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Abstract: Abstract The computational complexity of the VertexCover problem has been studied extensively. Most notably, it is NP-complete to find an optimal solution and typically NP-hard to find an approximation with reasonable factors. In contrast, recent experiments suggest that on many real-world networks the run time to solve VertexCover is way smaller than even the best known FPT-approaches can explain. We link these observations to two properties that are observed in many real-world networks, namely a heterogeneous degree distribution and high clustering. To formalize these properties and explain the observed behavior, we analyze how a branch-and-reduce algorithm performs on hyperbolic random graphs, which have become increasingly popular for modeling real-world networks. In fact, we are able to show that the VertexCover problem on hyperbolic random graphs can be solved in polynomial time, with high probability. The proof relies on interesting structural properties of hyperbolic random graphs. Since these predictions of the model are interesting in their own right, we conducted experiments on real-world networks showing that these properties are also observed in practice. PubDate: 2023-02-01

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Abstract: Abstract We compare two approaches for modelling imperfect information in infinite games by using finite-state automata. The first, more standard approach views information as the result of an observation process driven by a sequential Mealy machine. In contrast, the second approach features indistinguishability relations described by synchronous two-tape automata. The indistinguishability-relation model turns out to be strictly more expressive than the one based on observations. We present a characterisation of the indistinguishability relations that admit a representation as a finite-state observation function. We show that the characterisation is decidable, and give a procedure to construct a corresponding Mealy machine whenever one exists. PubDate: 2023-02-01

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Abstract: Abstract In this work, we give a structural lemma on merges of typical sequences, a notion that was introduced in 1991 [Lagergren and Arnborg, Bodlaender and Kloks, both ICALP 1991] to obtain constructive linear time parameterized algorithms for treewidth and pathwidth. The lemma addresses a runtime bottleneck in those algorithms but so far it does not lead to asymptotically faster algorithms. However, we apply the lemma to show that the cutwidth and the modified cutwidth of series parallel digraphs can be computed in polynomial time. PubDate: 2023-02-01

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Abstract: Abstract In this paper we study colorings (or tilings) of the two-dimensional grid \({\mathbb {Z}}^{2}\) . A coloring is said to be valid with respect to a set P of n × m rectangular patterns if all n × m sub-patterns of the coloring are in P. A coloring c is said to be of low complexity with respect to a rectangle if there exist \(m,n\in \mathbb {N}\) and a set P of n × m rectangular patterns such that c is valid with respect to P and P ≤ nm. Open since it was stated in 1997, Nivat’s conjecture states that such a coloring is necessarily periodic. If Nivat’s conjecture is true, all valid colorings with respect to P such that P ≤ mn must be periodic. We prove that there exists at least one periodic coloring among the valid ones. We use this result to investigate the tiling problem, also known as the domino problem, which is well known to be undecidable in its full generality. However, we show that it is decidable in the low-complexity setting. Then, we use our result to show that Nivat’s conjecture holds for uniformly recurrent configurations. These results also extend to other convex shapes in place of the rectangle. After that, we prove that the nm bound is multiplicatively optimal for the decidability of the domino problem, as for all ε > 0 it is undecidable to determine if there exists a valid coloring for a given \(m,n\in \mathbb {N}\) and set of rectangular patterns P of size n × m such that P ≤ (1 + ε)nm. We prove a slightly better bound in the case where m = n, as well as constructing aperiodic SFTs of pretty low complexity. This paper is an extended version of a paper published in STACS 2020 (Kari and Moutot 12). PubDate: 2023-02-01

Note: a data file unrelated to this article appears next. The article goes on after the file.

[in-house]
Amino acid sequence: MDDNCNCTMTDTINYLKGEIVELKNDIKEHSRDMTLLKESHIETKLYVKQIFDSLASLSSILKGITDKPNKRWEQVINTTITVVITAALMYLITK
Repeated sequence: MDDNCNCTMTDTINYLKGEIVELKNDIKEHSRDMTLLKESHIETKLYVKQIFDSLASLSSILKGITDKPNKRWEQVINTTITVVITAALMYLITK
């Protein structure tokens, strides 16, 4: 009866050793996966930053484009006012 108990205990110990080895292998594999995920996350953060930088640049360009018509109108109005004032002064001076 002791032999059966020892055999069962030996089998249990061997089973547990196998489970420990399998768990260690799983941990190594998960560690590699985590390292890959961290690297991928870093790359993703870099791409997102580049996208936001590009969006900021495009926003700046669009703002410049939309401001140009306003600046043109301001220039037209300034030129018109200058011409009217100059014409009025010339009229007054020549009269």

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Abstract: Abstract We construct an automaton group with a PSPACE-complete word problem, proving a conjecture due to Steinberg. Additionally, the constructed group has a provably more difficult, namely EXPSPACE-complete, compressed word problem and acts over a binary alphabet. Thus, it is optimal in terms of the alphabet size. Our construction directly simulates the computation of a Turing machine in an automaton group and, therefore, seems to be quite versatile. It combines two ideas: the first one is a construction used by D’Angeli, Rodaro and the first author to obtain an inverse automaton semigroup with a PSPACE-complete word problem and the second one is to utilize a construction used by Barrington to simulate Boolean circuits of bounded degree and logarithmic depth in the group of even permutations over five elements. PubDate: 2023-02-01

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Abstract: Abstract In the Arc Disjoint Cycle Packing problem, we are given a simple directed graph (digraph) G, a positive integer k, and the task is to decide whether there exist k arc disjoint cycles. The problem is known to be W[1]-hard on general digraphs parameterized by the standard parameter k. In this paper we show that the problem admits a polynomial kernel on α-bounded digraphs. That is, we give a polynomial-time algorithm, that given an instance (D,k) of Arc Disjoint Cycle Packing, outputs an equivalent instance \((D^{\prime },k^{\prime })\) of Arc Disjoint Cycle Packing, such that \(k^{\prime }\leq k\) and the size of \(D^{\prime }\) is upper-bounded by a polynomial function of k. For any integer α ≥ 1, the class of α-bounded digraphs, denoted by \({\mathcal D}_{\alpha }\) , contains a digraph D such that the maximum size of an independent set in D is at most α. That is, in D, any set of α + 1 vertices has an arc with both end-points in the set. For α = 1, this corresponds to the well-studied class of tournaments. Our results generalize the recent result by Bessy et al. [MFCS, 2019] about Arc Disjoint Cycle Packing on tournaments. PubDate: 2023-01-26